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Writing Projects » Key Words » Quote » Do Your Own

Get your assignment in front of you, then follow the instructions below. Type your response to each step in the box below it. When you have filled in all the boxes, click on the button at the bottom of the page and you will be well on your way with this project.

Before you begin, you will want to decide what you should quote. It is best to use quotations sparingly. Generally, if more than a quarter of your paper consists of quotations, your paper will seem weighed down by other people's words. Most of the time when you want to report another person's words, you should paraphrase.

Generally, you should only use a quotation when:

  • The quotation says something in a distinctive or especially powerful way.


  • The idea to be quoted is particularly hard to paraphrase accurately.


  • The authority of the person being quoted is especially important to support your thesis or main point.

Step 1: Find a few sentences from the reading you have done for this project that you think really stand out or are central to your thesis. Decide which sentences or phrases should be quoted in your paper. Write a few of them in the box below.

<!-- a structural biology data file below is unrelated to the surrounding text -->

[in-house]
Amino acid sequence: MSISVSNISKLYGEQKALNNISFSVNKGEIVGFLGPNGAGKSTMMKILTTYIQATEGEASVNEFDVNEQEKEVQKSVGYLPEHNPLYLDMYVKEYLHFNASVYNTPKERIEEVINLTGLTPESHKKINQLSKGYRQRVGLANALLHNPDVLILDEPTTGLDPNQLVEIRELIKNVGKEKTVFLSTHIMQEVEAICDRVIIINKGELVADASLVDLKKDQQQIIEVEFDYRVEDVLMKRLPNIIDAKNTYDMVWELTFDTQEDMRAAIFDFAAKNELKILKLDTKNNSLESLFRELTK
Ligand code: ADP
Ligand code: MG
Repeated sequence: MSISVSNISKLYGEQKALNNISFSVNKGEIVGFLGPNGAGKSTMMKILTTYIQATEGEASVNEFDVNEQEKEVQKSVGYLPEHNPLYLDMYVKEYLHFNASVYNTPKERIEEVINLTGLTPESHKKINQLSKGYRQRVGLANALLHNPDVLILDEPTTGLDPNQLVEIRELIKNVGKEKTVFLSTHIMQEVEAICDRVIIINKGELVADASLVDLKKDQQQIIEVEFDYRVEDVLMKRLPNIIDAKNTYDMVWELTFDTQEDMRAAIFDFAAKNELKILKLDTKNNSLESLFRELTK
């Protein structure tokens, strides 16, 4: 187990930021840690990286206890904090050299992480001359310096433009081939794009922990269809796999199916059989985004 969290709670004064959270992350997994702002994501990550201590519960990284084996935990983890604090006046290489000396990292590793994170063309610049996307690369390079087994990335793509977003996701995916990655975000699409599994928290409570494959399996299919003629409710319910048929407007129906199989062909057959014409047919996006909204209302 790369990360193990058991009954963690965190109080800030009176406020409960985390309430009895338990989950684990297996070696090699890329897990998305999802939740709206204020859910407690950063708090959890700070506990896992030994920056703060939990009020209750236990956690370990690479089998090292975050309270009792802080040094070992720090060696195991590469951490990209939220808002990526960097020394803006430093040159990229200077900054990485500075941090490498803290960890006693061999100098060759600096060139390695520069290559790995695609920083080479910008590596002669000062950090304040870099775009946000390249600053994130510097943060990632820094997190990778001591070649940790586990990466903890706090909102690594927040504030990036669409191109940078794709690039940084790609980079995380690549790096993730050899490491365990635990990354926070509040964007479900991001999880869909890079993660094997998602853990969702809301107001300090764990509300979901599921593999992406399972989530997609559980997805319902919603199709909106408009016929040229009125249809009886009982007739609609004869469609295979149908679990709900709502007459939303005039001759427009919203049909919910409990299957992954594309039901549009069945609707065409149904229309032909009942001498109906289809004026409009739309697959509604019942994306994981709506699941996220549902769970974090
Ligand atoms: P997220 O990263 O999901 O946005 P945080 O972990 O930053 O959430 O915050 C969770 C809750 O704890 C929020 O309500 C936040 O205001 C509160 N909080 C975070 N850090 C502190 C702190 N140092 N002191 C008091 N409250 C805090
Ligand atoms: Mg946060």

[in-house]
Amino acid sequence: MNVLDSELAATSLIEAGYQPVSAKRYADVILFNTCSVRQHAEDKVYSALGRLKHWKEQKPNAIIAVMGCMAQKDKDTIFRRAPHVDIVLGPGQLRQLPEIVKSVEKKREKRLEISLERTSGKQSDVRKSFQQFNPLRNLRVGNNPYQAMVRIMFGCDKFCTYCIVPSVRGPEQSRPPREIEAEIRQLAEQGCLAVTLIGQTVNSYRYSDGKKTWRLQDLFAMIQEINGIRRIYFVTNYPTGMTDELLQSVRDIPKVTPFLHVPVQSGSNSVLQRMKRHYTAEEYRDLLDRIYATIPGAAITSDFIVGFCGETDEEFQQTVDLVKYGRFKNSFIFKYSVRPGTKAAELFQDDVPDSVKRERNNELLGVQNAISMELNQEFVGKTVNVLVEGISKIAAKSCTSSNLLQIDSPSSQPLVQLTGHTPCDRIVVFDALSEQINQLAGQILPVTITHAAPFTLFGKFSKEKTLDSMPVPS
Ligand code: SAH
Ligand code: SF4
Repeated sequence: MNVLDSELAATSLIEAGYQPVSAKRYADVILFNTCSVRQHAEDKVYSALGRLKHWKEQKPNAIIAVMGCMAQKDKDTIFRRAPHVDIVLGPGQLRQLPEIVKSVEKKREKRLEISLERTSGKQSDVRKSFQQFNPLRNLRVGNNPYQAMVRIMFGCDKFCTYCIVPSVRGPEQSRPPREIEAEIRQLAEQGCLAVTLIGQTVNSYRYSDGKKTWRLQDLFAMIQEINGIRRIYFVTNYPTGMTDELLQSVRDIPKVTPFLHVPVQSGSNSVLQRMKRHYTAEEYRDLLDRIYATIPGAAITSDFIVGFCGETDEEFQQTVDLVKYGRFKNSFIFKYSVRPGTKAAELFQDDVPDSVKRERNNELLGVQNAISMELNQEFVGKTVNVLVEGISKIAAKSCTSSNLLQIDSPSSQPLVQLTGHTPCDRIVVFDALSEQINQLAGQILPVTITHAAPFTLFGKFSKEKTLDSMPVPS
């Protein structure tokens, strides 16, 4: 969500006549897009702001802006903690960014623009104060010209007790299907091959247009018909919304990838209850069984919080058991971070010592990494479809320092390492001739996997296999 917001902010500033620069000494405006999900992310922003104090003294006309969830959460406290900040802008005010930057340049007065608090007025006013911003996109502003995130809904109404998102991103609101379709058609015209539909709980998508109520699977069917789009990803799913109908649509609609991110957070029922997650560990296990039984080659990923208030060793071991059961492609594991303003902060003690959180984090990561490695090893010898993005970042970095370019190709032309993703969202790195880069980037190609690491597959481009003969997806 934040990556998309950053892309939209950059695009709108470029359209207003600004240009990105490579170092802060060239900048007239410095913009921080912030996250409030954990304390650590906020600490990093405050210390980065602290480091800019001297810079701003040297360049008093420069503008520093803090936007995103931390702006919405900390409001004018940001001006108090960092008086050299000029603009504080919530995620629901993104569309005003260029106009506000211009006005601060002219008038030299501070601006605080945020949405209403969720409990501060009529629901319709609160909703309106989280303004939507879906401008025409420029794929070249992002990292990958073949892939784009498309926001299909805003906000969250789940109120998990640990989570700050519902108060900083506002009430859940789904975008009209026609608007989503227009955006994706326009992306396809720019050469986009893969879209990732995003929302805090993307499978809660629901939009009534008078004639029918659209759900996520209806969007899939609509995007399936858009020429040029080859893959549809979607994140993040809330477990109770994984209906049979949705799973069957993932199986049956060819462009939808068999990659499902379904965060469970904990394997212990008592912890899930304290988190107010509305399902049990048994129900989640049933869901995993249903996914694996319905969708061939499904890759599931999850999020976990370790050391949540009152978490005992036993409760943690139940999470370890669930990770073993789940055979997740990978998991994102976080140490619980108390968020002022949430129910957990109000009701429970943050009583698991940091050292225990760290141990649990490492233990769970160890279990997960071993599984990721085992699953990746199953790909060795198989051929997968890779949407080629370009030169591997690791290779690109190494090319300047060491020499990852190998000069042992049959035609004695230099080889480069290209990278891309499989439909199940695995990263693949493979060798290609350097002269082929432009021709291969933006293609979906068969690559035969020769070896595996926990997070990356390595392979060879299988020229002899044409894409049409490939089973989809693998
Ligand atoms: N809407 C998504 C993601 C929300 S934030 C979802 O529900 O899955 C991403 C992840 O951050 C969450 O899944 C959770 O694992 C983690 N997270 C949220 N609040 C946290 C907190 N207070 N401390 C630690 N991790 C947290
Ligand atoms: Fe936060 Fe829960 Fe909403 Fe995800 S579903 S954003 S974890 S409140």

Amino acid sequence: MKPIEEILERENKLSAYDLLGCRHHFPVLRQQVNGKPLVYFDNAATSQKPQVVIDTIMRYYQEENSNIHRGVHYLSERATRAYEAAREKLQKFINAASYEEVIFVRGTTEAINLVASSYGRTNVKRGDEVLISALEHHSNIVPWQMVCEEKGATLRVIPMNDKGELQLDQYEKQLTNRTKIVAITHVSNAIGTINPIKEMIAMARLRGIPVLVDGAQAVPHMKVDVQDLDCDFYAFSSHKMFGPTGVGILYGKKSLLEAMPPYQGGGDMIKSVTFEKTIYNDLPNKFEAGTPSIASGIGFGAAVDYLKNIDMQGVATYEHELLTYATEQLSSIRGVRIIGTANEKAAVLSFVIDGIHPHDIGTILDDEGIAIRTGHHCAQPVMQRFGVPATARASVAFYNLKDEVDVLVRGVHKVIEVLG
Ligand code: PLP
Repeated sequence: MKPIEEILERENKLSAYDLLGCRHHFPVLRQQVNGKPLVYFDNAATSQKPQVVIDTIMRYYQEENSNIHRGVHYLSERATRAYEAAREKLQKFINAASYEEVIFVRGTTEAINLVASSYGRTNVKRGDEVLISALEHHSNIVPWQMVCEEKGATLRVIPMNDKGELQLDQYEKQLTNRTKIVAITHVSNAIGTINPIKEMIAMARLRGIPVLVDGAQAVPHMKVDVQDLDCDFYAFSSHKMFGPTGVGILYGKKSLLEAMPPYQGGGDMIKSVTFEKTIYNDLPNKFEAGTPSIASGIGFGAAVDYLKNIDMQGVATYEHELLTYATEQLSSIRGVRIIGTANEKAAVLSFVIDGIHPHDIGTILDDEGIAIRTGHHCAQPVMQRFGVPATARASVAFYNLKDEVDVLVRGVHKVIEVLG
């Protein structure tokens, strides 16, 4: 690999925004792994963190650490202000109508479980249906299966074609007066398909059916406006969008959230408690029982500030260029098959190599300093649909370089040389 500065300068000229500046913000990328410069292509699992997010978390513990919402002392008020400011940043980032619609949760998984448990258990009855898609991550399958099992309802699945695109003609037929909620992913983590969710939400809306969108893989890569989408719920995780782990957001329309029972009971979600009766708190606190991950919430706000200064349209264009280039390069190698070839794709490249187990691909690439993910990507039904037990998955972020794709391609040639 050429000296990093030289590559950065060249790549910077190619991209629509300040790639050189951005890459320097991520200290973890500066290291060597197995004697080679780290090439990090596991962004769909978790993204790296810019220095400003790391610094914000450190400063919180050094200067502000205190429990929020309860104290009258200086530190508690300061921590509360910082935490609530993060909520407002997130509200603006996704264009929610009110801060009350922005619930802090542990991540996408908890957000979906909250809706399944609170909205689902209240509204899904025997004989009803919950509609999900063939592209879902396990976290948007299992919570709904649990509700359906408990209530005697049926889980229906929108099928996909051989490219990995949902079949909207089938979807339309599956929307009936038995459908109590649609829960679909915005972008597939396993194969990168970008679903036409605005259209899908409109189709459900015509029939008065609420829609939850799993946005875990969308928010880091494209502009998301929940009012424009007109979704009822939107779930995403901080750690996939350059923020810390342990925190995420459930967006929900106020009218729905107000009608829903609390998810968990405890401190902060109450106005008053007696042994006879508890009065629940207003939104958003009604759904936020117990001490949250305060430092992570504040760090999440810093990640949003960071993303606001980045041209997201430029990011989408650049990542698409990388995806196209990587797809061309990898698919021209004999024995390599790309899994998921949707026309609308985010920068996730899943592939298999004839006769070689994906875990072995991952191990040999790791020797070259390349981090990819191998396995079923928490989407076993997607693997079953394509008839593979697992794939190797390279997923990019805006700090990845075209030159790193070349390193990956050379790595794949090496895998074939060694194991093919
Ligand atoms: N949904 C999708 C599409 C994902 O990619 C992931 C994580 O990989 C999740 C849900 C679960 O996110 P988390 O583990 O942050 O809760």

Step 2: Select one of the important quotations, and think about how it will flow into your own writing. You will need to make it clear why you are using this quotation. Put your quotation in the box below, then add some words of your own to introduce, clarify, and/or emphasize it. Try to combine your words with the quotation so that they work together smoothly to make a point. This may take two or three sentences. (Note: When you quote, you might need to leave some words out or change some slightly in order for your sentences to make sense and flow smoothly.)

Step 3: If you are writing a paper for school and are quoting something you read or heard to support a point, you will need to carefully document your sources, so that your readers will know where the quotation came from. (Note: Letting your readers know where you got your information, or citing your sources, can sometimes be tricky. If you have been asked to use full documentation, we have some hints on how to do it and links to more information).

Here are a few questions your readers might ask about your quotations, and some answers that you should provide:
  1. Who came up with this idea? (Name of author or speaker.)
  2. Where was the idea written or spoken? (Title of book, article, television program, lecture.)
  3. If you found this in a book or some other printed source, which page was it on? (Page number.)
Fill in where you got your quotations—author, title, page number—in the box below:

Quotations can be used to enhance many different kinds of writing. Quotation is often used hand in hand with description, paraphrasing, and narration.

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